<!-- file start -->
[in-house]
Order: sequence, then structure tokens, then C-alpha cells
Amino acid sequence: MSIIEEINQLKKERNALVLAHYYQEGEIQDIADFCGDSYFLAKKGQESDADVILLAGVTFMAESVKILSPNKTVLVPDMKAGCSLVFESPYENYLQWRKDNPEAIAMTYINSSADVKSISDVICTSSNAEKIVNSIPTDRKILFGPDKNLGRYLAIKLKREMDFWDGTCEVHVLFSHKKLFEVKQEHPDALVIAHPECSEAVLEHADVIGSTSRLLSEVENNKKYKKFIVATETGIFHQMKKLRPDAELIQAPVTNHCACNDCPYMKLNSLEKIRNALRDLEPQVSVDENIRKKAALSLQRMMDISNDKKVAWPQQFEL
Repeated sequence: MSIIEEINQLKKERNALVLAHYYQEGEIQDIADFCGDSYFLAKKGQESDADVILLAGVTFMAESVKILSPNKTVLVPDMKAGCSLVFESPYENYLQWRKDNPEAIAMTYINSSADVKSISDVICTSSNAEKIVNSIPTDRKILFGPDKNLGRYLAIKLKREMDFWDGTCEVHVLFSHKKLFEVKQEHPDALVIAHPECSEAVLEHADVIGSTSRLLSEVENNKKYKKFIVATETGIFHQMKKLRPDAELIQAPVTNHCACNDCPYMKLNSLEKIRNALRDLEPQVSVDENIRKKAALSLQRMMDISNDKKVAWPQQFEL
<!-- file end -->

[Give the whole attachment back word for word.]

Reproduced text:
[in-house]
Order: sequence, then structure tokens, then C-alpha cells
Amino acid sequence: MSIIEEINQLKKERNALVLAHYYQEGEIQDIADFCGDSYFLAKKGQESDADVILLAGVTFMAESVKILSPNKTVLVPDMKAGCSLVFESPYENYLQWRKDNPEAIAMTYINSSADVKSISDVICTSSNAEKIVNSIPTDRKILFGPDKNLGRYLAIKLKREMDFWDGTCEVHVLFSHKKLFEVKQEHPDALVIAHPECSEAVLEHADVIGSTSRLLSEVENNKKYKKFIVATETGIFHQMKKLRPDAELIQAPVTNHCACNDCPYMKLNSLEKIRNALRDLEPQVSVDENIRKKAALSLQRMMDISNDKKVAWPQQFEL
Repeated sequence: MSIIEEINQLKKERNALVLAHYYQEGEIQDIADFCGDSYFLAKKGQESDADVILLAGVTFMAESVKILSPNKTVLVPDMKAGCSLVFESPYENYLQWRKDNPEAIAMTYINSSADVKSISDVICTSSNAEKIVNSIPTDRKILFGPDKNLGRYLAIKLKREMDFWDGTCEVHVLFSHKKLFEVKQEHPDALVIAHPECSEAVLEHADVIGSTSRLLSEVENNKKYKKFIVATETGIFHQMKKLRPDAELIQAPVTNHCACNDCPYMKLNSLEKIRNALRDLEPQVSVDENIRKKAALSLQRMMDISNDKKVAWPQQFEL